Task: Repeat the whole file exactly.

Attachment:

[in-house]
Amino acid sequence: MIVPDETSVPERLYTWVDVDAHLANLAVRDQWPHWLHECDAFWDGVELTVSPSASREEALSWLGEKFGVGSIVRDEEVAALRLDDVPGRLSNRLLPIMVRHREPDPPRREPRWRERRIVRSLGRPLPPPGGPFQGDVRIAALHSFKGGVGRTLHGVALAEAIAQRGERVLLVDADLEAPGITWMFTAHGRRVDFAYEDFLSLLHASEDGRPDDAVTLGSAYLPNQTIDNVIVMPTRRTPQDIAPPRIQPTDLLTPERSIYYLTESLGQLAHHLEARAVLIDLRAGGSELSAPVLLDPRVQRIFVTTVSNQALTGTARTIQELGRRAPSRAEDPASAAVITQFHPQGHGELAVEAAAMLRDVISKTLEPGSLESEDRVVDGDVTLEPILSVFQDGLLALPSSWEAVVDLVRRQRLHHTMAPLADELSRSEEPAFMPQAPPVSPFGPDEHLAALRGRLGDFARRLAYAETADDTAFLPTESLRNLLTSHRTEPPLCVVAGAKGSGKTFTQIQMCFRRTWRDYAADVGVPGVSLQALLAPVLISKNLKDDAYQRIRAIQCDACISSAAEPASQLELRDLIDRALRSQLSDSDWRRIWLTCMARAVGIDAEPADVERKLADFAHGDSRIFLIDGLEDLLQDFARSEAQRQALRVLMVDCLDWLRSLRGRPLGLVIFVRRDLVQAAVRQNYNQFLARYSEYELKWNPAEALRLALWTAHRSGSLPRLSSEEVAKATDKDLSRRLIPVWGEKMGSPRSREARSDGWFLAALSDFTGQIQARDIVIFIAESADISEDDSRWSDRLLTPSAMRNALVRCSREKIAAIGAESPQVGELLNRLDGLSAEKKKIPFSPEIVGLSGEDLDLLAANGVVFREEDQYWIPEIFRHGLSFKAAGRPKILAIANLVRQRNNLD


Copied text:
[in-house]
Amino acid sequence: MIVPDETSVPERLYTWVDVDAHLANLAVRDQWPHWLHECDAFWDGVELTVSPSASREEALSWLGEKFGVGSIVRDEEVAALRLDDVPGRLSNRLLPIMVRHREPDPPRREPRWRERRIVRSLGRPLPPPGGPFQGDVRIAALHSFKGGVGRTLHGVALAEAIAQRGERVLLVDADLEAPGITWMFTAHGRRVDFAYEDFLSLLHASEDGRPDDAVTLGSAYLPNQTIDNVIVMPTRRTPQDIAPPRIQPTDLLTPERSIYYLTESLGQLAHHLEARAVLIDLRAGGSELSAPVLLDPRVQRIFVTTVSNQALTGTARTIQELGRRAPSRAEDPASAAVITQFHPQGHGELAVEAAAMLRDVISKTLEPGSLESEDRVVDGDVTLEPILSVFQDGLLALPSSWEAVVDLVRRQRLHHTMAPLADELSRSEEPAFMPQAPPVSPFGPDEHLAALRGRLGDFARRLAYAETADDTAFLPTESLRNLLTSHRTEPPLCVVAGAKGSGKTFTQIQMCFRRTWRDYAADVGVPGVSLQALLAPVLISKNLKDDAYQRIRAIQCDACISSAAEPASQLELRDLIDRALRSQLSDSDWRRIWLTCMARAVGIDAEPADVERKLADFAHGDSRIFLIDGLEDLLQDFARSEAQRQALRVLMVDCLDWLRSLRGRPLGLVIFVRRDLVQAAVRQNYNQFLARYSEYELKWNPAEALRLALWTAHRSGSLPRLSSEEVAKATDKDLSRRLIPVWGEKMGSPRSREARSDGWFLAALSDFTGQIQARDIVIFIAESADISEDDSRWSDRLLTPSAMRNALVRCSREKIAAIGAESPQVGELLNRLDGLSAEKKKIPFSPEIVGLSGEDLDLLAANGVVFREEDQYWIPEIFRHGLSFKAAGRPKILAIANLVRQRNNLD